Now here we are in 2009. The Chargers are 5-3 and the Cowboys are 6-2. Both teams look as though they're ready to make another playoff run. Unfortunately for the Chargers, they'll once again likely have to play three games just to get to the Super Bowl; thanks in large part to another beatdown at the hands of the Steelers.
As for Dallas, they control their own playoff seeding. At 6-2, the Cowboys get a shot at New Orleans and can take control on the NFC with a win in that game.
Still, most people would be reserved to pick Dallas to get to the Super Bowl with Wade Phillips as head coach. There is nothing on his resume that would suggest he'll be able to do what it takes to beat the Vikings, Saints, or even the Cardinals when it matters most.
Norv on the other hand has once again crippled his teams Super Bowl aspirations by putting the team in an early season ditch. At 5-3, there's likely no chance the team catches the 8-0 Indianapolis Colts, and a head to head loss put the Chargers behind the Pittsburgh Steelers in seeding. Not to mention that the Chargers are still two games behind the Denver Broncos for the AFC West lead. As of now it looks as though if the Chargers have any real hope to make it the Super Bowl they're going to have to go through New England, Indianapolis, and Pittsburgh consecutively. A task that even the greatest teams in NFL history probably couldn't pull off in 2009.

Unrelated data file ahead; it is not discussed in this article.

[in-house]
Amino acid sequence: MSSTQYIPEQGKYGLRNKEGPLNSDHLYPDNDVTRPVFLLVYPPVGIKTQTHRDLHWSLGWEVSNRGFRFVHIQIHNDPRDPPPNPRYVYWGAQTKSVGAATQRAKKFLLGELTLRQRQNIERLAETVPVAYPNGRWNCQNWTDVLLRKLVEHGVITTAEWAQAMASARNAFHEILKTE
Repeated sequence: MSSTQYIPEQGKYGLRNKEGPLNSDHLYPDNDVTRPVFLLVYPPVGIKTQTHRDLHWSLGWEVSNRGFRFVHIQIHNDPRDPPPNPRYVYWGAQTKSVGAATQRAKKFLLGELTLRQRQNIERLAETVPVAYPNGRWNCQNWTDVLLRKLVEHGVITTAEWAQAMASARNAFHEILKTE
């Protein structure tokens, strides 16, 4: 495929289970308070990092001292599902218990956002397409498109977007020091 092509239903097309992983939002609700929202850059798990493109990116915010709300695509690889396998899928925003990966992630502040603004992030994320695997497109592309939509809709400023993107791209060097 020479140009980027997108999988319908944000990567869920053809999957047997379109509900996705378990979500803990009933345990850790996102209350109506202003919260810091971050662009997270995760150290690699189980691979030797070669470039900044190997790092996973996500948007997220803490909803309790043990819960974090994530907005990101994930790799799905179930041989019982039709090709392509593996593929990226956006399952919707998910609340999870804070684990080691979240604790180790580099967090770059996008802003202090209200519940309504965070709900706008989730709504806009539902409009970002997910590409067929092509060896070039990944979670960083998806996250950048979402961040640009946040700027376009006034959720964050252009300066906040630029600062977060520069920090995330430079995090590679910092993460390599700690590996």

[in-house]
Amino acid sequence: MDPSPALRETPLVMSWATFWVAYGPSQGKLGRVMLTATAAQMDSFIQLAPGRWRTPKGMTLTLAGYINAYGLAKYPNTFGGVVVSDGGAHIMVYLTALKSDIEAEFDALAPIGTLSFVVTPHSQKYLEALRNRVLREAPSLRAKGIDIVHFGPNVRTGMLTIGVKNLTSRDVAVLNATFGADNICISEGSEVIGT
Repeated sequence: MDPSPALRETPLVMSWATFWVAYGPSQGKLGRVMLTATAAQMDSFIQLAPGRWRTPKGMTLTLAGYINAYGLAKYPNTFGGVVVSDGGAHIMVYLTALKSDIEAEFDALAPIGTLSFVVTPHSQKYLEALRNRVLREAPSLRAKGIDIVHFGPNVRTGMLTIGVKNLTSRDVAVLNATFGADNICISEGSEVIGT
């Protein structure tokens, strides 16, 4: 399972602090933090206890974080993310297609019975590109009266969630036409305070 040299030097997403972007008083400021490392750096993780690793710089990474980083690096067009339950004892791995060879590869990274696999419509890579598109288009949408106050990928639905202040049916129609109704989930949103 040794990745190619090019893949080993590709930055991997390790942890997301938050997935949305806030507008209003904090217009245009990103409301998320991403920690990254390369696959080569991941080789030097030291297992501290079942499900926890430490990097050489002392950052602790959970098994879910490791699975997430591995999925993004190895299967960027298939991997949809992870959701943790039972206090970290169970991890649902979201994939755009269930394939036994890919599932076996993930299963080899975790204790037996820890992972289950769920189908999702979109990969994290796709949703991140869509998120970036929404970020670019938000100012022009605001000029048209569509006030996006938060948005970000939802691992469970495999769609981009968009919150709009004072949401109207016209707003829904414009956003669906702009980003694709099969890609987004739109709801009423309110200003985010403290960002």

There's no doubt in my mind that both the Chargers and Cowboys are "for real." Both teams have been immensely talented since the middle of the decade. In fact, I'm one of the people who honestly believe that from 2007 to 2008 these were the two most talented teams in the NFL.
But there's a reason that the Giants, and Steelers won those three Super Bowls instead of the Cowboys and Chargers; because of their superior head coaching ability. Superior head coaching ability that quieted egos and players who would do nothing but complain (you know who I'm referring to there). The Cowboys and Chargers combined to win zero Super Bowls from 2007 to 2008 because Norv Turner and Wade Phillips couldn't keep a camp of fat kids focused in a Burger King, let alone keep the attention a team of twenty-somethings with a ton of wealth.
In 2009 it'd be hard to say that the Cowboys and Chargers are still the most talented teams in the league. That's what happens though; teams get older and players skill sets erode. LaDanian Tomlinson is no longer a serviceable back in the league and the Chargers running offense and running defense can't be considered in the top half of the league. Dallas still have to worry about their pass defense and running offense. Marion Barber is better served as a "closer," and Felix Jones is rapidly becoming the Bob Sanders of offensive football (and not in the good way). Still, both teams could beat any team in the league.
So it looks as though Phillips and Turner are doing what they have to do to keep their jobs; and in turn both are doing what they have to do to keep their franchises "window of opportunity" rapidly closing.